In conclusion, the main difference in the incidence or characteristics of the vessels occurred between 2 pairs of groups: MSA-polyp and VN-control. The incidence was significantly higher in the MSA group than in the polyp group, and the incidence in both groups was also significantly higher than in the VN and control groups. Alterations in the caliber and orientation of blood vessels of the vocal folds were more frequent in the MSA group. It is difficult to differentiate between VNs and cysts using clinical resources alone. However, the analysis of the presence and characteristics of visible vessels on the surface of the vocal folds may facilitate the differential diagnosis.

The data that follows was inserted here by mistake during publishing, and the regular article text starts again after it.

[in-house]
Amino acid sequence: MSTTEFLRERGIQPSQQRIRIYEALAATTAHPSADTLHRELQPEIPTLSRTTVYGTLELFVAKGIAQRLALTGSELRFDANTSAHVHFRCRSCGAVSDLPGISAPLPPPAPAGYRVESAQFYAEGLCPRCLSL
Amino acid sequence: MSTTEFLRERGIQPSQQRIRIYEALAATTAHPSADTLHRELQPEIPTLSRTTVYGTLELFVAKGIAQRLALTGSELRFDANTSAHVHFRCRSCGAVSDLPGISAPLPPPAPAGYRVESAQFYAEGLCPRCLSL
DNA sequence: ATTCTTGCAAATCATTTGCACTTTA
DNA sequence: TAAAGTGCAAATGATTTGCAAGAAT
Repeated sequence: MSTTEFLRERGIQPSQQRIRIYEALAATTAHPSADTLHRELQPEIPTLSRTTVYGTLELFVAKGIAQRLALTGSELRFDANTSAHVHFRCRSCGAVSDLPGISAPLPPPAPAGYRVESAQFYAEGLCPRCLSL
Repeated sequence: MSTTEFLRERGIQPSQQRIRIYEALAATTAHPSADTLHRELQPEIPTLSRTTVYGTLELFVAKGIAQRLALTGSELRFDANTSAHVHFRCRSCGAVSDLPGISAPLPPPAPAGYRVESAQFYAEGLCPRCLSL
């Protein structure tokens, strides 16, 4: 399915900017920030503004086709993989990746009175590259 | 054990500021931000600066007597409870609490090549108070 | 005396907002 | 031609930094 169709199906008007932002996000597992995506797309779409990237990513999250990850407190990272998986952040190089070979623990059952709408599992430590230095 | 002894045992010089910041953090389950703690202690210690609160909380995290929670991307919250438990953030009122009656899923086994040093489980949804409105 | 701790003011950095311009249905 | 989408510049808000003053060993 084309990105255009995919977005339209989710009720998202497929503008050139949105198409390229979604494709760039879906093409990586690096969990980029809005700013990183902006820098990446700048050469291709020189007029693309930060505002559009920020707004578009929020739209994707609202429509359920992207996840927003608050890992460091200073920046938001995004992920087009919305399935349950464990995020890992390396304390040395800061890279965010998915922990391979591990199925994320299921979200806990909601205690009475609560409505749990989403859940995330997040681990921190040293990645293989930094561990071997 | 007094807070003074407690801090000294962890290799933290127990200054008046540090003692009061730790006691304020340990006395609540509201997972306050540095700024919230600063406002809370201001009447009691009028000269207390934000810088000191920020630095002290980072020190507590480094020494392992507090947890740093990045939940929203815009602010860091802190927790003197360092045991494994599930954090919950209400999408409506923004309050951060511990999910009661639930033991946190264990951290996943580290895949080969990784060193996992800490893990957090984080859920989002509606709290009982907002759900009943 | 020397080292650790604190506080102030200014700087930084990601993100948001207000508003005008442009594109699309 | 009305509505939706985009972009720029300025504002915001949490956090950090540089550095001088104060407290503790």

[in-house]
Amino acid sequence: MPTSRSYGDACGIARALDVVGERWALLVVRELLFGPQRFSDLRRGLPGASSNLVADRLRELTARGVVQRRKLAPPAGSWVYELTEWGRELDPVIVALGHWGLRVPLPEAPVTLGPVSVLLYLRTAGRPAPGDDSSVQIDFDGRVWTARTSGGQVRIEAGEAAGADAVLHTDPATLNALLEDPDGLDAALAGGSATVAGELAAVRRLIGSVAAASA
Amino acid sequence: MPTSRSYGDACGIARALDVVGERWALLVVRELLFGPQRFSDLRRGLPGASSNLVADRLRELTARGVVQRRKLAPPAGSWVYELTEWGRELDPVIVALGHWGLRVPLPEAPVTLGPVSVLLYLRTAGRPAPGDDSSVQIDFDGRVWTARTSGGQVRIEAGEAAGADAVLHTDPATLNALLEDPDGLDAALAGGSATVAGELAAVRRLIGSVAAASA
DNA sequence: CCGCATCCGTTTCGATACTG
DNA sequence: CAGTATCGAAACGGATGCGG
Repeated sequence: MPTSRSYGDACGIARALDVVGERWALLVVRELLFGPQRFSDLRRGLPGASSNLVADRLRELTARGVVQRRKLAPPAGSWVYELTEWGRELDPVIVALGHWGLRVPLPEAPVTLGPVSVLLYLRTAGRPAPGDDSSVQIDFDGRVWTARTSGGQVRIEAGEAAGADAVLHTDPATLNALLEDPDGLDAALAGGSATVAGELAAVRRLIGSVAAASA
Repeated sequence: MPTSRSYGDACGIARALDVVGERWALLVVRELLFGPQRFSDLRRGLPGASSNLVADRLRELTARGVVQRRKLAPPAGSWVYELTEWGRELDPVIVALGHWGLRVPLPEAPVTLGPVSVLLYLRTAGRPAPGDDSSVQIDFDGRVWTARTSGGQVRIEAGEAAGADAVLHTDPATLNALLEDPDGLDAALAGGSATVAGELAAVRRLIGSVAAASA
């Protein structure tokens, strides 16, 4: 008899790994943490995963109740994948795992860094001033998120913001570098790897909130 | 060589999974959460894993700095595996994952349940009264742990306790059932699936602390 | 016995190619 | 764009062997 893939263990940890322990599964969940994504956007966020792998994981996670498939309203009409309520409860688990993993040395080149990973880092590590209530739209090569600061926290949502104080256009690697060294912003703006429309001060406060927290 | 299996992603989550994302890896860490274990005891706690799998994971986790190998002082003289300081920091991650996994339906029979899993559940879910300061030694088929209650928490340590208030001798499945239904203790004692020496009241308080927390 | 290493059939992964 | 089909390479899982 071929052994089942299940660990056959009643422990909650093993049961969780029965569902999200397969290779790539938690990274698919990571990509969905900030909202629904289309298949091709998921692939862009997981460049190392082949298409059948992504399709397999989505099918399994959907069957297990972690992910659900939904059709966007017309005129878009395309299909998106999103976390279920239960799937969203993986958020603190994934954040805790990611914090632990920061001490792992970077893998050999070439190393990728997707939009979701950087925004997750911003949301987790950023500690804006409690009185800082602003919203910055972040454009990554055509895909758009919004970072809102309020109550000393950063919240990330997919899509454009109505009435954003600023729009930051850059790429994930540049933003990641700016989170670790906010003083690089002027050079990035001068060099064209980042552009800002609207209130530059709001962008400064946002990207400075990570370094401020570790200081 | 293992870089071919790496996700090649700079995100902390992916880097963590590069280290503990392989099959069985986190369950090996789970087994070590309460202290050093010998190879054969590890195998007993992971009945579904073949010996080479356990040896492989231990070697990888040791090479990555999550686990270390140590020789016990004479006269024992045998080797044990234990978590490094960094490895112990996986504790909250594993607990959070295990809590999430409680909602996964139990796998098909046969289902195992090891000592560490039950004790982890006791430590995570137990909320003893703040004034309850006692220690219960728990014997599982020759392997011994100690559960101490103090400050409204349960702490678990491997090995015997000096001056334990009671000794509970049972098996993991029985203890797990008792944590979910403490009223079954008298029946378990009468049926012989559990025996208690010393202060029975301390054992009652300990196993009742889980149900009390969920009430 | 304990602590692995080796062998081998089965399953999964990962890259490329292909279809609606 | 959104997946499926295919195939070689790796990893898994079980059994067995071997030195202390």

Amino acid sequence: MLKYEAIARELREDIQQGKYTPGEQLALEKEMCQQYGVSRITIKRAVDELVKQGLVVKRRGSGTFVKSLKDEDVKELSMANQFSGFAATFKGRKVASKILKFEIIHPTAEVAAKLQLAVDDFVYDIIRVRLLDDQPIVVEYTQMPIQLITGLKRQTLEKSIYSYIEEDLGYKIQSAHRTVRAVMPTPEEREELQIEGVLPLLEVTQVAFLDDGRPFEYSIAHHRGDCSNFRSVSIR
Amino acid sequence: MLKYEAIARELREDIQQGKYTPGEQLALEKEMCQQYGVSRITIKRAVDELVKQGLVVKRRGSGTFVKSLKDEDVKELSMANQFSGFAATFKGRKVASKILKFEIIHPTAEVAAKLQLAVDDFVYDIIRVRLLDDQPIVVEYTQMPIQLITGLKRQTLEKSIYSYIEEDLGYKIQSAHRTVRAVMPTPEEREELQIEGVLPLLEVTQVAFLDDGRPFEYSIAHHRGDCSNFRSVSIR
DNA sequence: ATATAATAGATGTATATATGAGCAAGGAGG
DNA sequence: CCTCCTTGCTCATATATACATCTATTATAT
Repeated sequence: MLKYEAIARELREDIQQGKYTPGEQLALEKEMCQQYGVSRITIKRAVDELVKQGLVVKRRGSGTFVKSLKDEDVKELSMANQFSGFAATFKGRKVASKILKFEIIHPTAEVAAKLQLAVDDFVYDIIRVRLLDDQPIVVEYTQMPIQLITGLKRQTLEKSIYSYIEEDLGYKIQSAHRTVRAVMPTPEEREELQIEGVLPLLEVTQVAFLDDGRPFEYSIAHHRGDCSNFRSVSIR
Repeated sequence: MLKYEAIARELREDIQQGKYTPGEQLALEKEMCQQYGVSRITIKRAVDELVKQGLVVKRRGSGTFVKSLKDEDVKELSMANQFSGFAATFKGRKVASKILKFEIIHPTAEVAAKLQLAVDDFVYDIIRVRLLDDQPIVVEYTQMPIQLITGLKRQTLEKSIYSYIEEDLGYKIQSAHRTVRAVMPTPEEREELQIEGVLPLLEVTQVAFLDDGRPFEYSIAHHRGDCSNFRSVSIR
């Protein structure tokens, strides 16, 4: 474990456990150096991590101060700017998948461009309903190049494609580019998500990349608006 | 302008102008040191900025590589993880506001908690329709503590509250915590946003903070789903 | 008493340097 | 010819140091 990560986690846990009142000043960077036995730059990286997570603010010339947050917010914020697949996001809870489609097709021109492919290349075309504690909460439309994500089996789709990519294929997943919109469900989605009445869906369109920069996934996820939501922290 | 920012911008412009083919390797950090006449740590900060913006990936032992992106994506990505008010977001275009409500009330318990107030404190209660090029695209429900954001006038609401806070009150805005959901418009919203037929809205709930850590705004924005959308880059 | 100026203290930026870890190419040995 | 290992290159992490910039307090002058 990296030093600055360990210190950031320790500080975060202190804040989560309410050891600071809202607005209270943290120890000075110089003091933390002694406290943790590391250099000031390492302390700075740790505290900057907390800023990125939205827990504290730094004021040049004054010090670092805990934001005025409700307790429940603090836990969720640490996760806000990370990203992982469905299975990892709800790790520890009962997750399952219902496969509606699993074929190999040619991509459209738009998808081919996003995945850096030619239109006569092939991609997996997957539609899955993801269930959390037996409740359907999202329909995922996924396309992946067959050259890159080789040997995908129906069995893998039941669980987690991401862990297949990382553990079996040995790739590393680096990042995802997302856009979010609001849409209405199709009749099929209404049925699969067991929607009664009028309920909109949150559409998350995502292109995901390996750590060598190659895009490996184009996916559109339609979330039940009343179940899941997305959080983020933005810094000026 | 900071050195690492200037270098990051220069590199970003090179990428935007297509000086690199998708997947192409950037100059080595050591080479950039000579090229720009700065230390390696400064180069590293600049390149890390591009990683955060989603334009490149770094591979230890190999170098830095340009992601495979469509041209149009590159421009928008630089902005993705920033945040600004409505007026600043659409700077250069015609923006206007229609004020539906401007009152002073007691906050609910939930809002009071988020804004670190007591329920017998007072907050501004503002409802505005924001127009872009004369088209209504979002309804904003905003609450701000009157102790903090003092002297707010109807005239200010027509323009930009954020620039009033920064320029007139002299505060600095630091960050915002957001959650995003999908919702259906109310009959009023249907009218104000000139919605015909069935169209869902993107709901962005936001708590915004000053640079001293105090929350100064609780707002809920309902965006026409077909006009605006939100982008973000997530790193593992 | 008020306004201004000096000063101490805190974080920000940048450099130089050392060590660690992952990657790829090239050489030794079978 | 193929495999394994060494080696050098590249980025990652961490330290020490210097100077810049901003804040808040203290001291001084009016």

Correspondence: Noemi Grigoletto De Biase, PhD, Instituto da Laringe, Rua Doutor Diogo de Faria 171, São Paulo 04037-000, Brazil (firstname.lastname@example.org).
Submitted for Publication: March 11, 2007; final revision received October 15, 2007; accepted October 30, 2007.
Author Contributions: Drs De Biase and Pontes had full access to all the data in the study and take responsibility for the integrity of the data and the accuracy of the data analysis. Study concept and design: De Biase and Pontes. Acquisition of data: De Biase and Pontes. Analysis and interpretation of data: De Biase and Pontes. Drafting of the manuscript: De Biase and Pontes. Critical revision of the manuscript for important intellectual content: De Biase and Pontes. Obtained funding: Pontes. Administrative, technical, and material support: Pontes.
Financial Disclosure: None reported.